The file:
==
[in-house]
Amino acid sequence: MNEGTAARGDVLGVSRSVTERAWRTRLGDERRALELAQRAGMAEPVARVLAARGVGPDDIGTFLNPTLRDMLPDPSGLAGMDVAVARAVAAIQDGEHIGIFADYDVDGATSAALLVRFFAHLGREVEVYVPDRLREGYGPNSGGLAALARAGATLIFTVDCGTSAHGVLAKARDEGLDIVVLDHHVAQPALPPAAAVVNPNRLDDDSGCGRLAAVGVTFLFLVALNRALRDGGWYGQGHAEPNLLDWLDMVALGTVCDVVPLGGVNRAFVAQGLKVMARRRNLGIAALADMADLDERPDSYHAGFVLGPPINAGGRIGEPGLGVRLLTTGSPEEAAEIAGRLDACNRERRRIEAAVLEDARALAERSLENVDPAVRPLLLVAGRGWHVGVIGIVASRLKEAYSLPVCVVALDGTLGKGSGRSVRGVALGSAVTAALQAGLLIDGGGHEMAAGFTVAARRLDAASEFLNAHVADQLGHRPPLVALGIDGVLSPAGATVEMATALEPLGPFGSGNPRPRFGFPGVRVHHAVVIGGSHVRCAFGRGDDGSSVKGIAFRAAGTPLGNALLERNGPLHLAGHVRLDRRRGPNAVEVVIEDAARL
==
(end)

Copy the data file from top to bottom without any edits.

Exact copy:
[in-house]
Amino acid sequence: MNEGTAARGDVLGVSRSVTERAWRTRLGDERRALELAQRAGMAEPVARVLAARGVGPDDIGTFLNPTLRDMLPDPSGLAGMDVAVARAVAAIQDGEHIGIFADYDVDGATSAALLVRFFAHLGREVEVYVPDRLREGYGPNSGGLAALARAGATLIFTVDCGTSAHGVLAKARDEGLDIVVLDHHVAQPALPPAAAVVNPNRLDDDSGCGRLAAVGVTFLFLVALNRALRDGGWYGQGHAEPNLLDWLDMVALGTVCDVVPLGGVNRAFVAQGLKVMARRRNLGIAALADMADLDERPDSYHAGFVLGPPINAGGRIGEPGLGVRLLTTGSPEEAAEIAGRLDACNRERRRIEAAVLEDARALAERSLENVDPAVRPLLLVAGRGWHVGVIGIVASRLKEAYSLPVCVVALDGTLGKGSGRSVRGVALGSAVTAALQAGLLIDGGGHEMAAGFTVAARRLDAASEFLNAHVADQLGHRPPLVALGIDGVLSPAGATVEMATALEPLGPFGSGNPRPRFGFPGVRVHHAVVIGGSHVRCAFGRGDDGSSVKGIAFRAAGTPLGNALLERNGPLHLAGHVRLDRRRGPNAVEVVIEDAARL